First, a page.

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Schicke & Führs & Fröhling

Symphonic Prog

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Schicke & Führs & Fröhling Strings album cover
3.18 | 21 ratings | 1 reviews | 11% 5 stars

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Studio Album, released in 1979

Songs / Tracks Listing

1. Roundabout (3:20)
2. Morning Bird (4:31)
3. Dancing Colours (5:16)
4. Artificial Force (6:12)
5. Strings (3:22)
6. Happiness (3:17)
7. Open valley (7:57)
8. Sassa (4:48)

Total Time: 37:13
NOTE: as Fuhr & Frohling

Line-up / Musicians

- Detlef Wiedecke / keyboards, vocals
- Gerd Führs / keyboards
- Heinz Fröhling / bass, guitars, keyboards
- Jan Groenink / drums

Releases information

LP Brain 0060223 (1979)

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SCHICKE & FÜHRS & FRÖHLING Strings ratings distribution

(21 ratings)
Essential: a masterpiece of progressive rock music(11%)
Excellent addition to any prog rock music collection(21%)
Good, but non-essential (53%)
Collectors/fans only (11%)
Poor. Only for completionists (5%)

SCHICKE & FÜHRS & FRÖHLING Strings reviews

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Collaborators/Experts Reviews

Review by Cesar Inca
SPECIAL COLLABORATOR Honorary Collaborator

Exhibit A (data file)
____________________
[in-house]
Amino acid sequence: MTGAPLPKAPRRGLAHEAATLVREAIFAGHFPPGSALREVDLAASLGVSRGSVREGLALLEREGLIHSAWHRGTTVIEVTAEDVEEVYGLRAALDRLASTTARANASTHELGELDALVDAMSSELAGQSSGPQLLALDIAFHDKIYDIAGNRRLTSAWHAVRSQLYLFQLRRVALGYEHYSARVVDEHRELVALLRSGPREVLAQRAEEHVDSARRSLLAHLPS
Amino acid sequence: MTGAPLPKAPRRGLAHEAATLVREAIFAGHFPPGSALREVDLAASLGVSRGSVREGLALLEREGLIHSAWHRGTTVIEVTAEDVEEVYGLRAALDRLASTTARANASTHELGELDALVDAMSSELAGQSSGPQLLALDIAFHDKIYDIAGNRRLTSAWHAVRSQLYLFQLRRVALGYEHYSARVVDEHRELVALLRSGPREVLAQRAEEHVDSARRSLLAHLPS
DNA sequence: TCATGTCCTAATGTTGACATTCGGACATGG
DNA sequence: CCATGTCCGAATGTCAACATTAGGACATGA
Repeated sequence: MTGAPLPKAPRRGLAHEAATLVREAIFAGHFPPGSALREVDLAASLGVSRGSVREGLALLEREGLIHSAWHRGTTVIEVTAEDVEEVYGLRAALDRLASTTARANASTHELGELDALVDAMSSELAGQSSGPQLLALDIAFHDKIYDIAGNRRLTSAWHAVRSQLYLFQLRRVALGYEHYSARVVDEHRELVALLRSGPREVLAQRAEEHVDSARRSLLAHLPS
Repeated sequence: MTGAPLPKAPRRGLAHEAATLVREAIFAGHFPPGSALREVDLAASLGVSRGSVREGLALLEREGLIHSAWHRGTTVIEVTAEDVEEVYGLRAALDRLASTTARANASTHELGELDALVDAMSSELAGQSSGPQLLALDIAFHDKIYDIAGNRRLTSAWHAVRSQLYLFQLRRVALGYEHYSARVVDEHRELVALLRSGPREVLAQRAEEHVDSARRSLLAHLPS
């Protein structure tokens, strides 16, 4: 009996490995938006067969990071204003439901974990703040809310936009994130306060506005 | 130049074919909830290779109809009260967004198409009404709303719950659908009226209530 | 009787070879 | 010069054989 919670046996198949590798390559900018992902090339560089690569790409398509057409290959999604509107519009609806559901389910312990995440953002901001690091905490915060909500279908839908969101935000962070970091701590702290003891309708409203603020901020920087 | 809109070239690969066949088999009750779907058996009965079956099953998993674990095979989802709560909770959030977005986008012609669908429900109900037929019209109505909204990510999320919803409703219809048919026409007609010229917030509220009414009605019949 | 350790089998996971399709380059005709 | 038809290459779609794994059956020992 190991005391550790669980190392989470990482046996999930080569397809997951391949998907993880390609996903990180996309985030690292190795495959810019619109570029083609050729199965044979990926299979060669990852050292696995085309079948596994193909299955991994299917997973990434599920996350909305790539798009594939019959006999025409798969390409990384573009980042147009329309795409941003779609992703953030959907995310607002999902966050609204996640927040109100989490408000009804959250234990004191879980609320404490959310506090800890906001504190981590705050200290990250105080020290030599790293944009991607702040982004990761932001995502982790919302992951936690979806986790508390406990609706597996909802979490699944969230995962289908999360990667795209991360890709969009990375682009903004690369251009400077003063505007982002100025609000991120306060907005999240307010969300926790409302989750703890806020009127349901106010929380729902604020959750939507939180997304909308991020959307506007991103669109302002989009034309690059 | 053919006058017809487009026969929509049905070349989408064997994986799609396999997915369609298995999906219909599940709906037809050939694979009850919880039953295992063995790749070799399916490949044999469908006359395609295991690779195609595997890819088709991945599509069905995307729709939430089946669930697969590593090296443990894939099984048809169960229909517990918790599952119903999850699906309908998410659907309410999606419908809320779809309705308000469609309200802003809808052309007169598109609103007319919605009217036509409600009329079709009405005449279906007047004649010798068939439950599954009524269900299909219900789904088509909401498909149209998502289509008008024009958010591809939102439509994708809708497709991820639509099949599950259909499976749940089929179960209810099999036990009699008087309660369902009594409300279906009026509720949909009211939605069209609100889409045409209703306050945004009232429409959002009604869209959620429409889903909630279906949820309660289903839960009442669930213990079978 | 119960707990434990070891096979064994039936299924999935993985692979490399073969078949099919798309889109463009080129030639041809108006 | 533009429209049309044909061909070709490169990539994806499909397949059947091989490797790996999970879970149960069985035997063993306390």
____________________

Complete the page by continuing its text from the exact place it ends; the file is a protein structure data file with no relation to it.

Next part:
3 stars Once the SFF phase was completely gone, the duo of Heinz Fröhling and Gerhard Führs undertook the task for a sophomore album with a more eclectic attitude than the one conveyed in the amazing debut album "Ammerland". The latter had been mainly a showcase for the duo's pastoral approach to the realms of symphonic rock, but now "Strings" delivers a more varied sonic spectrum that includes new sources such as jazz-rock and fusion with a poppy orientation. Not really new, as a matter of fact, since a similar approach can be found in the final SFF album ("Ticket to Everywhere"). 'Roundabout' kicks off the album with an easy-going spirit, based on Mediterranean joyful moods lightly carried away on a jazz-funky rhythmic structure. Here is a coincidence (at least, a partial one) with the line of work that Sky had started on at the time. 'Morning Bird' shifts to a contemplative mood, very bucolic in a Mike Oldfield sort of way. 'Dancing Colors' can be described as a mixture of the ambiences delivered in both preceding pieces:: it bears the agile grace of light folk-rock while preserving a melancholic nuance with a very pastoral root. It is true that the absence of a drummer allows Führs to state a nice set of symphonic keyboard layers and ornaments that sound like Novalis-meets-Camel, while Fröhling elaborates beautiful guitar phrases. 'Artificial Force' is the only track in the album that really features the electric guitar, albeit sharing the leading role with the massive spacey keyboard wall-of-sound played by Führs. The sonic framework sounds like solo Steve Howe supported by musicians from Eloy, plus a lightly jazzy rhythm section developing as a confident foundation. This might as well be a lost track from SFF's "Ticket to Everywhere". The namesake track starts the album's second half with an air of intimacy, offering a classicist basic composition that is perfectly augmented by the eerie synth layers and the jazz-oriented cadences through the chord shifts. This thing that would have easily been labeled as new-age in the late 80s is actually an exercise on simple symphonic rock with a pronounced romantic mood. 'Happiness' is a fusion piece on a reggae vibe, funny although clearly unsubstantial concerning the sort of musical framework that SF use as their trademark. 'Open Valley' is indeed a very appealing track, an exercise on symphonic pomposity where Führs' keyboards rule the emissions of colorfulness and candor. The closing track 'Sassa' is yet another exposure to light-weight folk-rock, this time with clear hints at Latin-jazz and tropical ambiences. Although this piece is obviously designed to entertain, it has a more accomplished artistic result than 'Happiness'. All in all, the "Strings" album is not this duo's finest hour, but it succeeds at revealing the band's eclectic interests, which happen to be delivered in a refined way through this somewhat irregular tracklist.

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